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On October 19, National Skills Coalition (NSC) and Jobs for the Future (JFF) hosted joint meetings with employers from NSC’s Business Leaders United (BLU) network and NSC network partners. Our shared goal was to educate federal policymakers from the Biden administration and from Capitol Hill about sector partnerships – what they are, why they’re important, how different stakeholders in a partnership work together, and how changes to sector partnership policies are critical to supporting employers’ skills-based hiring and talent needs.
In particular, the group focused on shining a light on the success of sector partnerships (for workers, business, and local economies) and advocating for making greater investments in sector partnerships when it comes time to reauthorize the Workforce Innovation and Opportunity Act (WIOA) or in other workforce legislation.
Five employers – and members of Business Leaders United – from the healthcare, manufacturing, and construction sectors – brought representatives from their sector partnerships to the fly-in, including representatives from community colleges and local workforce boards. Together, they met with staff from offices of more than 30 policymakers from key House and Senate committees and 20 policymakers from the White House as well as the Departments of Education, Labor, and Commerce.
Photo: Victoria Johnson moderates the event. Harin Contractor, Senior Policy Advisor at The National Economic Council in the foreground.
Featured photo at the top: Rohina Behrmann, Shelley Penn, and Lynette Wheeler during a break in the conversation.
A sector partnership is a collaboration of multiple employers with education, training, labor, and community-based organizations to address the local skill needs of a particular industry.
The group shared their experiences of developing (and expanding existing) sector partnerships and their sector-based training programs. Sector-based training programs are a proven way to address labor shortages and the skills mismatch that keeps their industries from hiring and keeps workers from accessing in-demand skills. These partnerships ensure training programs have capacity to close equity gaps in opportunities for training and skilled jobs that hold back people of color, women, and other underserved populations from landing in-demand, skilled jobs. The group also shared how workforce systems can partner and pursue new federal investments through the Infrastructure Investment and Jobs Act, CHIPS Act, and the Inflation Reduction Act.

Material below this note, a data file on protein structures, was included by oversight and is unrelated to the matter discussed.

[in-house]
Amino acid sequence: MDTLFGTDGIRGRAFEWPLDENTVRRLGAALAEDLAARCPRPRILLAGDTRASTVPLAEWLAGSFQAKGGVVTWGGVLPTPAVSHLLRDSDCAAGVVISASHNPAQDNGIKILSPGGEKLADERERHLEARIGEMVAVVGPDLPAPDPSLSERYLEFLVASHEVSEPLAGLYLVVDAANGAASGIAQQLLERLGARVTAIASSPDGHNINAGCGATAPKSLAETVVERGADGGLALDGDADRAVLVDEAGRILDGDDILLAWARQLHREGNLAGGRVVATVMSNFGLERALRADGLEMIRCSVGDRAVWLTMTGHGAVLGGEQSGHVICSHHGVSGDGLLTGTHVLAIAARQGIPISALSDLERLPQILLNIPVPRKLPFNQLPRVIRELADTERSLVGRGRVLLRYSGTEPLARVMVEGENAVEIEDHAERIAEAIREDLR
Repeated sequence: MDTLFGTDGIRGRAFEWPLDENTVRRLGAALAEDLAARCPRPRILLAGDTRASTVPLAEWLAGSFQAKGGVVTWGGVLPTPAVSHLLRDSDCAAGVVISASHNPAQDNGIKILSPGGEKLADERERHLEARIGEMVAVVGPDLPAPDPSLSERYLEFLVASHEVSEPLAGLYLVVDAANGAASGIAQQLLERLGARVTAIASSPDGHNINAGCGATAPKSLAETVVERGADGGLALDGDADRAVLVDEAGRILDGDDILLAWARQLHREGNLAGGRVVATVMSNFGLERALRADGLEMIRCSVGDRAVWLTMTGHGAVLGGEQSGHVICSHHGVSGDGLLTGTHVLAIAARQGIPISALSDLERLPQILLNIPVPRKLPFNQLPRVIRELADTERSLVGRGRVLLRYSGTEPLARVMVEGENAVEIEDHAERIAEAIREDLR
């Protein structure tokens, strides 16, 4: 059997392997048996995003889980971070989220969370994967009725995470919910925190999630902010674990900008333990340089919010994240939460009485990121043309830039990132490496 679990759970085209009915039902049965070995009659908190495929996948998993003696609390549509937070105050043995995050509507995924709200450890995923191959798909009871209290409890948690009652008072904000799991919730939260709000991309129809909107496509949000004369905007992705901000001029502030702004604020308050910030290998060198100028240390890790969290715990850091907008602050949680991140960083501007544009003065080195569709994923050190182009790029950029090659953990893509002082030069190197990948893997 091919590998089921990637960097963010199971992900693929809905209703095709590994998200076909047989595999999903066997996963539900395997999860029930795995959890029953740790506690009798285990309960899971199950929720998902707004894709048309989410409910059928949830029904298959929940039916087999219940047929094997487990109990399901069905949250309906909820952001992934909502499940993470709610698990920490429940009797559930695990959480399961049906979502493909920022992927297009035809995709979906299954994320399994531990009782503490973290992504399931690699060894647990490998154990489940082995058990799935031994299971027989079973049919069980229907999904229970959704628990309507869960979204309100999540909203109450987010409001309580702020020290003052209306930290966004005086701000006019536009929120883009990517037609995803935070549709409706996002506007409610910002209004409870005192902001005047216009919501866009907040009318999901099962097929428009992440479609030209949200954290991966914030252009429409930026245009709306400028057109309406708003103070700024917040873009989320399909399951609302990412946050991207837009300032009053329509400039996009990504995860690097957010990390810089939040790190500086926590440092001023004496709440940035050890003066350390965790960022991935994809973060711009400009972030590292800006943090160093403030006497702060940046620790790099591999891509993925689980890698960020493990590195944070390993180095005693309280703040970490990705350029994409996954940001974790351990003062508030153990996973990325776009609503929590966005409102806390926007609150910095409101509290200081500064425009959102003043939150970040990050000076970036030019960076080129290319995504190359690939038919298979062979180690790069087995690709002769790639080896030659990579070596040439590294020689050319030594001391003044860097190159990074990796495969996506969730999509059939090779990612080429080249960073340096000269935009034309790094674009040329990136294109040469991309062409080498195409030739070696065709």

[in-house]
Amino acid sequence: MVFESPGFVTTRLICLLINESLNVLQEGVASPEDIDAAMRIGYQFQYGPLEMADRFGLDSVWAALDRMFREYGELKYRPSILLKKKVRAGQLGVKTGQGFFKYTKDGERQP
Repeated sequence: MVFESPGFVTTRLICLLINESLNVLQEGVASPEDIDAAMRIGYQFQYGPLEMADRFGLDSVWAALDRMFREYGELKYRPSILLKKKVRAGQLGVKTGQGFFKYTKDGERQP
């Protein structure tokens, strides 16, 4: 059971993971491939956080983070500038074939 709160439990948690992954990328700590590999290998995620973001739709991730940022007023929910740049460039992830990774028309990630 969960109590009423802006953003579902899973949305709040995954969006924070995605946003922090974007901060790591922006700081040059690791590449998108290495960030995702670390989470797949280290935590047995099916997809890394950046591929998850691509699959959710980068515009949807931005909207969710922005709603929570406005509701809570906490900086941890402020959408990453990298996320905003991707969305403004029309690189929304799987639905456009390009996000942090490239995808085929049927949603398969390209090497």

Victoria Johnson, Global Equity Director at HDR moderated the event. Johnson was also a participant on NSC’s Infrastructure Recovery Panel, a group of national business leaders, labor leaders, community college leaders, and industry training providers NSC convened to advise the Biden administration and Congress on federal recovery policies and initiatives to help workers and businesses adapt to structural shifts in their industries.
“It is so important for hospital executives to speak with policymakers and share the importance of industry partnerships that help us close the equity gaps in training our workforce,” said Lynette Wheeler, Chief Operating Officer, University Health Lakewood Medical Center in Kansas City, Missouri. “I have collaborated with Full Employment Council (FEC) of Kansas City, MO since 2015, which has allowed us to access available applicants to train for skilled hospital positions. We couldn’t do it without our FEC partnership.”